It occurs to me this album could actually be great it if it were 15 minutes shorter. The 35 minute album! That’s what I really miss and it’s one of the reasons we used to listen to entire albums. Overall, I enjoy this U2 album. It’s got all the elements I like about them and a few great songs. I don’t think they owe anyone an apology.
RELATED: What is going on with Tom Petty that he feels a need to rock so fucking hard at this specific time?
YOU KNOW WHAT TO DO FACEHOOKERS
ALBUM REVIEW: Brian Fallon, frontman for the Gaslight Anthem (GLA), always spoke in interviews of what to musically expect with each new upcoming GLA album. Ironically, every time he declared the band was taking their sound in a bold, new direction, they delivered yet another kick ass collection of familiar “punk-n-roll soul” with gritty, Ness meets Petty vocals.
This time around discussing Get Hurt, their fifth full length release, Fallon spoke about the wonder of some bands that drastically changed their sound and live to talk about it, a very risky move that often doesn’t end pretty for rock bands. Get Hurt is by no means Achtung Baby or Kid A but for GLA it is. Unlike their peers in the National and the Hold Steady, both recently releasing great but “safe” albums, in efforts to reach the next level of rockdom, it seems GLA courageously said “fuck that” and decided to shake things up a bit. The Garden State darlings finally kept their word, grew a pair and took the plunge, interestingly at a time when they too are eyeing that same rockdom and should play it safe. Audacious? Ballsy? Yup…I agree.
Quite simply, Get Hurt is far more rock and far less punk, more Petty and less Ness, full of ambitious, stadium size anthems with the band trying to live up to their very name. Sure you have the traditional punkish ferocity of “Rollin’ And Tumblin” that still packs a similar punch like “1930” does on their 2007 debut album Sink or Swim or “Orphans” on 2012’s American Slang, but is also the closest “typical” GLA song on the entire album and smack right in the middle of the playlist, reminding their fans that they didn’t forget where they come from and still punk as fuck. The intriguing title track sounds like a scrubbed up, leftover Horrible Crowes (Fallon’s side project, check out their excellent debut record, Elsie) number that is just begging for radio play. Other standout tracks include “1,000 Years,” “Helter Skeleton,” “Selected Poems” “Stay Vicious” and “Dark Places” (my favorite track thus far).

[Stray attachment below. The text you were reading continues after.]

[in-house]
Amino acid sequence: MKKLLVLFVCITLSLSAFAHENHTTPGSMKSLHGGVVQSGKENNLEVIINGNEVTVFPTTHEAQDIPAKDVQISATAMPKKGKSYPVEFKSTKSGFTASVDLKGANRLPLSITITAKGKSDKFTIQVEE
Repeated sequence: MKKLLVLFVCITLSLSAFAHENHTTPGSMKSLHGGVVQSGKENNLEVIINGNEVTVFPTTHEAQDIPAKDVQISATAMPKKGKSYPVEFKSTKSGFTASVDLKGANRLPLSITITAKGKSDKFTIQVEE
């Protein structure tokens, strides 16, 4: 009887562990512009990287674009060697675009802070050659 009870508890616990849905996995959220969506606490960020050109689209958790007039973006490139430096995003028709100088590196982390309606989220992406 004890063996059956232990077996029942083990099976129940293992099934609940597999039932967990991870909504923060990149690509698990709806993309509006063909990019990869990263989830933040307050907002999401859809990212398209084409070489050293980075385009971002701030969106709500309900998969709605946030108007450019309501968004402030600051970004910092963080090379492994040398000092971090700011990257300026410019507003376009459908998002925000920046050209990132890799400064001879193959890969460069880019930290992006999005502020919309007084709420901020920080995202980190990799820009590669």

But yet again, perhaps both GLA and their fans should have seen it coming since it isn’t like the band didn’t flirt with different ground before . Mixing punk driven rock with 50’s sha la la’s and 60’s R&B groove has been constant in their music since 2008’s The 59 Sound (their second full length release). Or check out the Cure-ish “Old White Lincoln “on the same album. Then try listening to “Get Hurt” and “Here Comes My Man” from 2012’s Handwritten back to back. Pretty complimentary if you ask me. One could even argue that the band has already been mildly indulging in experimentation with 2008’s Senor and the Queen EP since the recording has a much different, almost disjointed feel to it despite decent songs (especially “Blue Jeans and White T-Shirts.”).
Overall Get Hurt is a solid effort and, I will say it again, a ballsy move by a band whose engines have been noticeably sputtering a tad bit on their last 2 releases. If you are looking for the blue collar punk of the past you may be let down but I am kind of relieved GLA sound has pleasantly aged and matured from the first time I saw them at Asbury Park’s Stone Pony on their 59 Sound tour and from the New Brunswick basement scene where they hatched. Will GLA fans get hurt with this new release? If you grow a pair, dive in like the band did maybe you will suffer some scrapes or a bruise at most…and pleasantly so.
Give this a like Facehookers.
ALBUM REVIEW: What has gotten into Tom Petty that he feels a need to rock so fucking hard at this point?
Every now and again a very great and classic singer/songwriter/rock and roll type artist, who are believed to have more than earned the right to be “past their prime” and rest on their laurels, just for no apparent reason, up and make one of their greatest albums ever. My favorite examples of this are Dylan’s “Time Out Of Mind”, Bowie’s “Heathen” (well, maybe not one of his BEST but that’s a high fuckin’ bar) and of course the one that started it all; Neil Young’s “Ragged Glory”. Tom Petty and the Heartbreakers’ “Hypnotic Eye” is one of THOSE albums.
I suspect that the Petty camp has been appreciating the strengths of the post-modern, lo-fi, soulful, semi-ironic primitive blues-ness of the Black Keys. At least that’s the first thought I had listening to the first tune, “American Dream Plan B”.